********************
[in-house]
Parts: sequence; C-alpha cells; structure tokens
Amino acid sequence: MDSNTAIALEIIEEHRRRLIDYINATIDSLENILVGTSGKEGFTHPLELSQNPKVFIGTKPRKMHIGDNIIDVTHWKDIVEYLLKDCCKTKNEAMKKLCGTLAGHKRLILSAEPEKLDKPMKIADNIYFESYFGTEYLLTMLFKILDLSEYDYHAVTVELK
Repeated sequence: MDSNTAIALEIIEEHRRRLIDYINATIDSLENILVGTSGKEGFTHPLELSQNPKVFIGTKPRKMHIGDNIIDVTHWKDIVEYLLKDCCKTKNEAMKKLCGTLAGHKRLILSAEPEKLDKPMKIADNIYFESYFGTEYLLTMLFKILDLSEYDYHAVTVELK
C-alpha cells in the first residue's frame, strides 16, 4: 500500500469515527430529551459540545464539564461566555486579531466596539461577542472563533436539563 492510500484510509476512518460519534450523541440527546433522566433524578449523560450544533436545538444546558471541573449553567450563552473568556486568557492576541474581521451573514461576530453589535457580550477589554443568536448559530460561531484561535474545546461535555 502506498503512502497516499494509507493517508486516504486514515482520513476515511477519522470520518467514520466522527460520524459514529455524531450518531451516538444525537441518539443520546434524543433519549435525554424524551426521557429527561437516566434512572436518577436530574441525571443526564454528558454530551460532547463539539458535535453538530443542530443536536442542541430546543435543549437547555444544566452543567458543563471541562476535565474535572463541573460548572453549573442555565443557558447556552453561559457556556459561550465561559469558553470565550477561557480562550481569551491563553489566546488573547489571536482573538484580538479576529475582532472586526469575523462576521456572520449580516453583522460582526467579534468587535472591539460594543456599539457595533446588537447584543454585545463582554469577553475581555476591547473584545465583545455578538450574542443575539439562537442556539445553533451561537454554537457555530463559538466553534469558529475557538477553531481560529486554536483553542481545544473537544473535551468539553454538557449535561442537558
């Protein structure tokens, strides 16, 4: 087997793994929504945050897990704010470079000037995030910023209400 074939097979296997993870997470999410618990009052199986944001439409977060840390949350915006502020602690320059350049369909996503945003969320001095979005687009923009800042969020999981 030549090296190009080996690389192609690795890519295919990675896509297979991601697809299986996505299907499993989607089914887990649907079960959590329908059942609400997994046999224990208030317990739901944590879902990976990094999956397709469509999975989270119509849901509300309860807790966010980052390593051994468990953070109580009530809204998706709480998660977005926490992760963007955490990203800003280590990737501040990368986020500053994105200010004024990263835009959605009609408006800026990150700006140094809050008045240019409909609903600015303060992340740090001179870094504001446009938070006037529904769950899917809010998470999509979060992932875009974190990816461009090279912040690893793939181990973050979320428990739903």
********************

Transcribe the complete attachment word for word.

[in-house]
Parts: sequence; C-alpha cells; structure tokens
Amino acid sequence: MDSNTAIALEIIEEHRRRLIDYINATIDSLENILVGTSGKEGFTHPLELSQNPKVFIGTKPRKMHIGDNIIDVTHWKDIVEYLLKDCCKTKNEAMKKLCGTLAGHKRLILSAEPEKLDKPMKIADNIYFESYFGTEYLLTMLFKILDLSEYDYHAVTVELK
Repeated sequence: MDSNTAIALEIIEEHRRRLIDYINATIDSLENILVGTSGKEGFTHPLELSQNPKVFIGTKPRKMHIGDNIIDVTHWKDIVEYLLKDCCKTKNEAMKKLCGTLAGHKRLILSAEPEKLDKPMKIADNIYFESYFGTEYLLTMLFKILDLSEYDYHAVTVELK
C-alpha cells in the first residue's frame, strides 16, 4: 500500500469515527430529551459540545464539564461566555486579531466596539461577542472563533436539563 492510500484510509476512518460519534450523541440527546433522566433524578449523560450544533436545538444546558471541573449553567450563552473568556486568557492576541474581521451573514461576530453589535457580550477589554443568536448559530460561531484561535474545546461535555 502506498503512502497516499494509507493517508486516504486514515482520513476515511477519522470520518467514520466522527460520524459514529455524531450518531451516538444525537441518539443520546434524543433519549435525554424524551426521557429527561437516566434512572436518577436530574441525571443526564454528558454530551460532547463539539458535535453538530443542530443536536442542541430546543435543549437547555444544566452543567458543563471541562476535565474535572463541573460548572453549573442555565443557558447556552453561559457556556459561550465561559469558553470565550477561557480562550481569551491563553489566546488573547489571536482573538484580538479576529475582532472586526469575523462576521456572520449580516453583522460582526467579534468587535472591539460594543456599539457595533446588537447584543454585545463582554469577553475581555476591547473584545465583545455578538450574542443575539439562537442556539445553533451561537454554537457555530463559538466553534469558529475557538477553531481560529486554536483553542481545544473537544473535551468539553454538557449535561442537558
């Protein structure tokens, strides 16, 4: 087997793994929504945050897990704010470079000037995030910023209400 074939097979296997993870997470999410618990009052199986944001439409977060840390949350915006502020602690320059350049369909996503945003969320001095979005687009923009800042969020999981 030549090296190009080996690389192609690795890519295919990675896509297979991601697809299986996505299907499993989607089914887990649907079960959590329908059942609400997994046999224990208030317990739901944590879902990976990094999956397709469509999975989270119509849901509300309860807790966010980052390593051994468990953070109580009530809204998706709480998660977005926490992760963007955490990203800003280590990737501040990368986020500053994105200010004024990263835009959605009609408006800026990150700006140094809050008045240019409909609903600015303060992340740090001179870094504001446009938070006037529904769950899917809010998470999509979060992932875009974190990816461009090279912040690893793939181990973050979320428990739903």